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Studies in The Origins of Buddhism

Govind Chandra Pande (Author)

The continued interest of my readers has encouraged me to bring out this fourth edition which has been updated where necessary but the work remains substantially unaltered. Buddhist studies have been noted in several bibliographical surveys in recent years among which Prof. Nakamura's Indian Buddhism (Delhi, 1987) deserves special mention. Nevertheless, much of the ongoing research is centred on the publication, translation or interpretation of post-canonical texts as understood or interpretation of post-canonical texts as understood within the several 'national' traditions of Buddhist scholarship a it obtains today. To the older national orthodoxies of Buddhist interpretation have been added new directions, provided by recent ideologies or methodologies. However, one may be permitted to state that neither orthodoxy, whether Southern or Northern, nor ideology, whether Marxist or positivist ought to be allowed to hinder the pursuit of historical truth.

The earlier historical-critical work on Buddhism extending from Oldenberg to Miss I. B. Horner was based on the recognition of the relative antiquity of the Pali canon and its unique value for the understanding of early Buddhism. The significance of this fact, however, has been sometimes disputed, overlooked or minimized in the light of the counter claims one finds in the northern traditions. These traditions depend for the most part on Chinese and Tibetan translations of Indian originals which are almost wholly lost. Some fragments of canonical texts in Sanskrit or Prakrit have undoubtedly been discovered but they are tantalizingly few. Ancient Chinese traditions too are tantalizingly few. Ancient Chinese translation too are not so literal as the much later Tibetan ones. Under the circumstances, it can-not be gainsaid that the best clue to the history of early Buddhism still continues to lie in the Pali canon.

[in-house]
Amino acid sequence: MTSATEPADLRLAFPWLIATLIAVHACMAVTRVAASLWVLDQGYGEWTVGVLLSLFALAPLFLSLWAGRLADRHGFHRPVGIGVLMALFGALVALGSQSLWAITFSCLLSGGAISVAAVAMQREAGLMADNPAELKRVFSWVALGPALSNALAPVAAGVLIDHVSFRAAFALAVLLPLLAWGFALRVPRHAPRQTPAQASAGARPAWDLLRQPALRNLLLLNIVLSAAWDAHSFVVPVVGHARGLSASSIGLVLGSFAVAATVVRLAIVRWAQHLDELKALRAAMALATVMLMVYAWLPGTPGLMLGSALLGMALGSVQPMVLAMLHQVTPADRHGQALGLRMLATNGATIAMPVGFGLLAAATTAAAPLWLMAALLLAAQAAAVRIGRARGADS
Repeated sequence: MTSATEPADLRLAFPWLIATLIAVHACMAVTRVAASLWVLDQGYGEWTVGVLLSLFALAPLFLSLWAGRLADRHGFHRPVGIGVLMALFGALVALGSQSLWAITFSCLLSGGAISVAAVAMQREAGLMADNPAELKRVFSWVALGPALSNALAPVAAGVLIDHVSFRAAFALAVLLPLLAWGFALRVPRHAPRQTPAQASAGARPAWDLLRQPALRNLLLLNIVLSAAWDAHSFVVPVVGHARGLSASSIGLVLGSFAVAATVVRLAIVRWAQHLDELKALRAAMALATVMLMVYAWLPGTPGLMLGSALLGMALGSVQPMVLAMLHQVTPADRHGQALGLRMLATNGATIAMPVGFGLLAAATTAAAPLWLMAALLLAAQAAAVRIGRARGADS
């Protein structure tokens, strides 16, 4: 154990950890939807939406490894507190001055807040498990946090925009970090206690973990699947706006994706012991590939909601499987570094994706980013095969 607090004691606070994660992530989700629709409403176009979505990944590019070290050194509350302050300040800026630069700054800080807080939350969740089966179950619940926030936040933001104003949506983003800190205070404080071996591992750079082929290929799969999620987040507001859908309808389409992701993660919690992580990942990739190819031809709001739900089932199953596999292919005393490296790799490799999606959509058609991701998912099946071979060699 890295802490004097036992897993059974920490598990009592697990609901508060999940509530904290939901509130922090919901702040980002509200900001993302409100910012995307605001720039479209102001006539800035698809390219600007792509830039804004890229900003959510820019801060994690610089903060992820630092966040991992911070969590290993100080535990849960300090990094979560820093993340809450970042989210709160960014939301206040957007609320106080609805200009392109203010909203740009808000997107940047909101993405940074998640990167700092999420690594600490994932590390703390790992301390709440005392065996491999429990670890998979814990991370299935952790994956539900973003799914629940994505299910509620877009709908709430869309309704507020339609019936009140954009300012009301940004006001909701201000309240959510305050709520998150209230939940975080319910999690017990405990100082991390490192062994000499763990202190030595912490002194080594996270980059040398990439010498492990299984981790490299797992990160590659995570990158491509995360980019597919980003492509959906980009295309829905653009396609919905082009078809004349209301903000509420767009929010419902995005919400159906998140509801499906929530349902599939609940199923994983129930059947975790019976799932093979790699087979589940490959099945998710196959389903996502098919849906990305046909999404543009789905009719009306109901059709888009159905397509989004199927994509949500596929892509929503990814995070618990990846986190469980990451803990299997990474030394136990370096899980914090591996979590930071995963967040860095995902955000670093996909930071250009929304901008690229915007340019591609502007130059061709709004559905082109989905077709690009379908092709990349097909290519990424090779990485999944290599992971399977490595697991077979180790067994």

Since the Buddha allowed his followers to remember his teachings in their own tongues, it must have facilitated the development of the canonical tradition in diverse dialects in diverse sects. That it is only the Pali cannon of the Theravadins which has been fully preserved is, thus, only a historical accident but nevertheless it does make that canon a unique window from which to glimpse the life and teachings of the Buddha.

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About the author

Govind Chandra Pande

Govind Chandra Pande (b. 1923) is a thinker, scholar and writer. He has taught as Professor in allahabad, Gorakhpur, Rajasthan (Jaipur) and B.H.U. He has lectured, travelled and published widely. He is a fellow of the sahitya Akademi. Prof. Pande has been awarded the degree of D.Lit. honoris causa of Several Universities and he has also been awarded the honorary degrees of Vidyavaridhi, Sahitya Vacaspati, Vakpati and Mahamahopa-dhyaya. He is the recipient of several national awards: Sankara Sammana, Vigyana Darsana,Saraswati Sammana, Murtidevi Sammana, Srivani Nyas-Alankarana, Mangala Prasad paritosika, Visva Bharati Sammana, Kabira Sammana etc. Among his philosophical writing most notable are Meaning and Process of Culture, Mulya-Mimamasa, Sankaracarya: Vicara aur Sandarbha, Life and thought of Sankaracarya, Baudha Dharma ke Vikasa ka Itihasa, Aspects of Mahayana, annotaged translations of Nyayabindu and Apohasiddhi. the three Vimarsas viz. Bhaktidarsana-Vimarsah, Saundaryadarsana-Vimarsah, Ekam Sadviprah Bahudha Vadanti are in Sanskrit. His contributions to culture and history include Studies in the Origins of Buddhism, Foundations of Indian culture, Bharatiya Paramapara ke Mulasvara, Vaidika Samskrit, Bharatiya Samaja. He is currently working in the well-known Project of History of Indian Science, Philosophy and Culture for which he has edited several volumes. He was elected president of the Bharatiya Darshan Parishad, Baroda and Pune sessions, presided over the Indian Philosophy Congress at Madurai Session. He was a member of the ICPR and also its national lecturer of philosophy in 2000-2002. The ICPR organized a special National Seminar on his Thought and Works in 2003. He has been president of the Indian History and Cultural Society (1978), Indian Archaeological Society (1978), Indian Art History Society (1978), Indian Art History Society (2002). He was member, ICHR for two terms and its first national fellow (1985).

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Bibliographic information

Title Studies in The Origins of Buddhism
Format Hardcover
Date published: 31.12.2015
Edition 4th. ed.
Language: English
isbn 9788120810167
length 624p., 8.7" X 5.7"